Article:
Andrew Cavanagh

Developer.  Project Architect.  Huge Nerd.

(not necessarily in that order)

There was a great article in Laravel News recently about eager loading and how to use it for efficient queries. I’m summarizing it here for my own reference.

Basically, if you call a relationship without eager loading it in the initial query, you’re making another query. Say you have a Post model and a Author model with a relationship tying them together, and you do something like:

$posts = App\Post::all();
foreach ($posts as $post) {
    echo $post->author;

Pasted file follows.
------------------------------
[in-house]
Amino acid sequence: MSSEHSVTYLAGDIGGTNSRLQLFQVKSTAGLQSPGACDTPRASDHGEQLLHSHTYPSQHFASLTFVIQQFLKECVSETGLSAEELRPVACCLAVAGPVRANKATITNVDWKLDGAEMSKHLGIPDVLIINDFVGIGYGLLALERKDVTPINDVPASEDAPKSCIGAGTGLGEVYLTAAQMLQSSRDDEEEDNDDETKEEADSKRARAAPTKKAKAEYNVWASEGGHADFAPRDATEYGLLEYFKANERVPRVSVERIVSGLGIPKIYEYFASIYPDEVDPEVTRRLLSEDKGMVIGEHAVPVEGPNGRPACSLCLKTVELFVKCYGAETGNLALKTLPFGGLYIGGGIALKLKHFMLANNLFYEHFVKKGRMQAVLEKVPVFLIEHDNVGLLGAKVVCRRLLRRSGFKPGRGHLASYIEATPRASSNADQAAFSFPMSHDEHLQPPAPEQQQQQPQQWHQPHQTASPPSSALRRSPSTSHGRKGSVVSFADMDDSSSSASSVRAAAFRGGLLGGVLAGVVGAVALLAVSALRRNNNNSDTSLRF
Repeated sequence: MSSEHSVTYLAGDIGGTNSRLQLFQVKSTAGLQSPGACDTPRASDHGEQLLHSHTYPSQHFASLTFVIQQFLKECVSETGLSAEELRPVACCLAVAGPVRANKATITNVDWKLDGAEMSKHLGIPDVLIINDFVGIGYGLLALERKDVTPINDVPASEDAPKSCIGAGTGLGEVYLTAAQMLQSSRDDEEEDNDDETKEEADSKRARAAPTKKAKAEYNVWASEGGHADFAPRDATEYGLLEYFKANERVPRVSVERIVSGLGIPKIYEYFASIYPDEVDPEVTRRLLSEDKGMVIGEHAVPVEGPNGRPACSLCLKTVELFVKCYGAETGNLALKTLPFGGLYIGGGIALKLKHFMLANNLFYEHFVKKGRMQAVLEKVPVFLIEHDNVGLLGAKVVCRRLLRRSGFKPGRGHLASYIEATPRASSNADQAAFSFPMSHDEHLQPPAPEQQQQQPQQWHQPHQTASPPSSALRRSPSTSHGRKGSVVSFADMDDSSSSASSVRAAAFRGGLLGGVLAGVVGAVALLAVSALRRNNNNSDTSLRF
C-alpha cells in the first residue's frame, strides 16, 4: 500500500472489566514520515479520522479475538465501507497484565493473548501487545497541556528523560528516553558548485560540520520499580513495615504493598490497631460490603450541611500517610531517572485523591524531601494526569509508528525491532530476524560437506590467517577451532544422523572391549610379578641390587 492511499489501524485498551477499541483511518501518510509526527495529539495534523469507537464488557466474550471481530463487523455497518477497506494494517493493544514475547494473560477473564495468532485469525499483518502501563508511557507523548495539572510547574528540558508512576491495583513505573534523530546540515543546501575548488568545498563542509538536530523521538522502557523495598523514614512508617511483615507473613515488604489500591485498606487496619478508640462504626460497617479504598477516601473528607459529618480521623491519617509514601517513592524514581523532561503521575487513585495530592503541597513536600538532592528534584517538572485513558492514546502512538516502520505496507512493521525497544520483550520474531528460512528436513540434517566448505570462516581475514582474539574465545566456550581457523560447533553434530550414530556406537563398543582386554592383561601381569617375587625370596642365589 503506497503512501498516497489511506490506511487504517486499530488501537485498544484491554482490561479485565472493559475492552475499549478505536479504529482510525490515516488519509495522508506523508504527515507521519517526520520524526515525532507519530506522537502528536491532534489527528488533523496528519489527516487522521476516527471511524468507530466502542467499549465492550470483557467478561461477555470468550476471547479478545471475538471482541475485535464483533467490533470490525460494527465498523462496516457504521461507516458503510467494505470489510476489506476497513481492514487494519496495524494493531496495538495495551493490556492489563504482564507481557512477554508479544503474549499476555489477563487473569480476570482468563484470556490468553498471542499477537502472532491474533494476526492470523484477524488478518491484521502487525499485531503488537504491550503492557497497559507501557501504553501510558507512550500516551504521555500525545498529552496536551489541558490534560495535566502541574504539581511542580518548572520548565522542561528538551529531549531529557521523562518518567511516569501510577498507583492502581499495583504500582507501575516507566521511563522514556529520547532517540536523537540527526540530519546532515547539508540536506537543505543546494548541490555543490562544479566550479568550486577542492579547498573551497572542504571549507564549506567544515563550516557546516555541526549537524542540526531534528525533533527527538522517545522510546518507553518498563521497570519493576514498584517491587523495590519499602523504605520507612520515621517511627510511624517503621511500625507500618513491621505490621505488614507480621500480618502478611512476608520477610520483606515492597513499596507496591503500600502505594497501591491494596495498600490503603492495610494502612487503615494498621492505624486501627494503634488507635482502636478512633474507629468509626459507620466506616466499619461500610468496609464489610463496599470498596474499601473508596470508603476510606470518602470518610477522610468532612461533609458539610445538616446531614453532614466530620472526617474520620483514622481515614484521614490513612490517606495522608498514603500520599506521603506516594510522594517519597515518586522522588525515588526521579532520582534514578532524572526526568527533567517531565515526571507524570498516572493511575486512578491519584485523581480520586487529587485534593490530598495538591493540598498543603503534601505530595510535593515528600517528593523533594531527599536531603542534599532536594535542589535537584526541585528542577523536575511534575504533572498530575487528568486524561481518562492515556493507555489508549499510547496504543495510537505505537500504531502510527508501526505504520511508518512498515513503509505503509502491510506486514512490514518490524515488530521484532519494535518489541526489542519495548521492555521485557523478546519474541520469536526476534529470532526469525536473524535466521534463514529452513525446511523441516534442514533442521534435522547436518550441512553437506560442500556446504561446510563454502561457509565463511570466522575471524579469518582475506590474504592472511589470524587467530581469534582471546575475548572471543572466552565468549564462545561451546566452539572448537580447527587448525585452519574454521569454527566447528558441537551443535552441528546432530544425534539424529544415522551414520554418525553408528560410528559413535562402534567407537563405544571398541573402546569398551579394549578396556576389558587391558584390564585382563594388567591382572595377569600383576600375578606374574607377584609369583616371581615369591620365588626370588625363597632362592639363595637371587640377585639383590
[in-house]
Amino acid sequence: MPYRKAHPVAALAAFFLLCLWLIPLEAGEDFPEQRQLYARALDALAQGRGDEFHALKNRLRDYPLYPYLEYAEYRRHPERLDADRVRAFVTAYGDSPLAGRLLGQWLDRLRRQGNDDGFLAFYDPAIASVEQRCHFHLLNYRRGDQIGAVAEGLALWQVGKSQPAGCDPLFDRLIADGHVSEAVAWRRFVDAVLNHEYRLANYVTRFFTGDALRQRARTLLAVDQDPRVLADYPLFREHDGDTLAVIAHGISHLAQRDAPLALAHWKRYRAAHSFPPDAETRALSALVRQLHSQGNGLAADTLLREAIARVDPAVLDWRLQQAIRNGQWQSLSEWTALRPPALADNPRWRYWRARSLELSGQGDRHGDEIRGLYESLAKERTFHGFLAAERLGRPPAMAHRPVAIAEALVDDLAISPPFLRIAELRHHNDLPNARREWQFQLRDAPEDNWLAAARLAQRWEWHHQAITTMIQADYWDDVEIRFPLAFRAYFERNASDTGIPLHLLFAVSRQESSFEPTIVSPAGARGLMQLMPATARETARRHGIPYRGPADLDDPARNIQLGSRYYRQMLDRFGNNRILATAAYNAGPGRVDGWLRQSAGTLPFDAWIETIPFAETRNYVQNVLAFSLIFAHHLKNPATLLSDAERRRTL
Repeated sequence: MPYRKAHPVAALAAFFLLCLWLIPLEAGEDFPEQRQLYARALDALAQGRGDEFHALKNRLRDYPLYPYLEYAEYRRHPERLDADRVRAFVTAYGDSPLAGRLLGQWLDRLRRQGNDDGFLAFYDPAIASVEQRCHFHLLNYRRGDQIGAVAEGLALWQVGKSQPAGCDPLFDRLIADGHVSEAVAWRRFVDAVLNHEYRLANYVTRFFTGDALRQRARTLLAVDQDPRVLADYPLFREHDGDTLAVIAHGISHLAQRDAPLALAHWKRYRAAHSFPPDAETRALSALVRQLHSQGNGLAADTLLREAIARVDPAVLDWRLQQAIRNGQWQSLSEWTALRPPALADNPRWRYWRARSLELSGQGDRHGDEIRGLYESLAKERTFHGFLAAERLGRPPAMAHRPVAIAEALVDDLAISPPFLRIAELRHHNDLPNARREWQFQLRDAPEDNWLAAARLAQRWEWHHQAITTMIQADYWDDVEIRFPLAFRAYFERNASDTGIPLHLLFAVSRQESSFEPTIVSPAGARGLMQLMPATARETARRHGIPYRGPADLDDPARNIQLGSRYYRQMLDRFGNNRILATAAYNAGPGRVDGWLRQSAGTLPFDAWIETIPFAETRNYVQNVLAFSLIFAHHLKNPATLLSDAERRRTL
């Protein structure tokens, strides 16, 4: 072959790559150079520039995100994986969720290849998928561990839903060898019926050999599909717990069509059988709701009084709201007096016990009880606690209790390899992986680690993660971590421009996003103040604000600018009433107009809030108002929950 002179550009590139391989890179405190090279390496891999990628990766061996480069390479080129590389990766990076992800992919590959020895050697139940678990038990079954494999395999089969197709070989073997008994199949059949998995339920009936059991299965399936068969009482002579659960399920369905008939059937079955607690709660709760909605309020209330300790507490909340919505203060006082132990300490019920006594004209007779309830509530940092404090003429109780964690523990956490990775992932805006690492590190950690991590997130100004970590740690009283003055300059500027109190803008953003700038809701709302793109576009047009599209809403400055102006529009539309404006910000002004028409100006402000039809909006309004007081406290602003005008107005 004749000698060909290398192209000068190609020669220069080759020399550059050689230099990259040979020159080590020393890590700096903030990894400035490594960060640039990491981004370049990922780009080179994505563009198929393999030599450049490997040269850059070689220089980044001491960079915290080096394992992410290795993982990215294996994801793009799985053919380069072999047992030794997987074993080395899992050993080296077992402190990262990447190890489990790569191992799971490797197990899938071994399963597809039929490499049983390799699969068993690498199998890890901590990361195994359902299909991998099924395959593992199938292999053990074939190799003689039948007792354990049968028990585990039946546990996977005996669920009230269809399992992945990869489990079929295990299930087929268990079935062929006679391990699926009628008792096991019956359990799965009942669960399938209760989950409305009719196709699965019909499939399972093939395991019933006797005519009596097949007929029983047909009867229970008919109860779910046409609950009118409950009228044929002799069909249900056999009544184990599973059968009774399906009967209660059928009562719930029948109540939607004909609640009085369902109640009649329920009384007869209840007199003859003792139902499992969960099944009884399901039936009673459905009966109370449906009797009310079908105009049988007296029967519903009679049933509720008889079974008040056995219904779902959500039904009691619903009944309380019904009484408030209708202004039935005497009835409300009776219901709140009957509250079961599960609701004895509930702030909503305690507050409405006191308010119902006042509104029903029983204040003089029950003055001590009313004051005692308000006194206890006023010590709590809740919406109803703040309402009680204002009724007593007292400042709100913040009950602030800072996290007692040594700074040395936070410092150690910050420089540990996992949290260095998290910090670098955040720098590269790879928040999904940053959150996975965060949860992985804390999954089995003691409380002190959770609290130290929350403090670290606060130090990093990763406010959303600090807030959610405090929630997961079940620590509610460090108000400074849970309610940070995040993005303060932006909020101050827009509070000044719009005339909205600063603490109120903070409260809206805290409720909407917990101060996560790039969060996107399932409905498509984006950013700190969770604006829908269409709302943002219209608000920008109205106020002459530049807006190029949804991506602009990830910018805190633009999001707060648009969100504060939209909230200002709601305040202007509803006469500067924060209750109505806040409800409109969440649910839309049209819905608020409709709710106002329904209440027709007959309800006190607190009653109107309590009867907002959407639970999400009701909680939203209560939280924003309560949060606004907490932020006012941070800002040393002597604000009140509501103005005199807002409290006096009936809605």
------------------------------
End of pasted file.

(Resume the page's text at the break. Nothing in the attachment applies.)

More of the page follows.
}

If you have 100 posts, you’re making 101 queries - one to get the posts, and one for each post to get the author.

However, if you do this instead:

$posts = App\Post::with('author')->all();
foreach ($posts as $post) {
    echo $post->author;
}

Then you’re only making two queries, one for all the posts and one for all the authors in those posts.

That’s one of those things that I kinda knew and tried not to abuse but didn’t think that much about until I was profiling a slow page by adding this to the boot() method in AppServiceProvider:

        DB::listen(function($query) {
            Log::info(
                $query->sql,
                $query->bindings,
                $query->time
            );
        });

and then watching all the queries log out when I loaded the page. It was a little embarrassing to see how many places I was calling for a related resource without eager loading the relationship.


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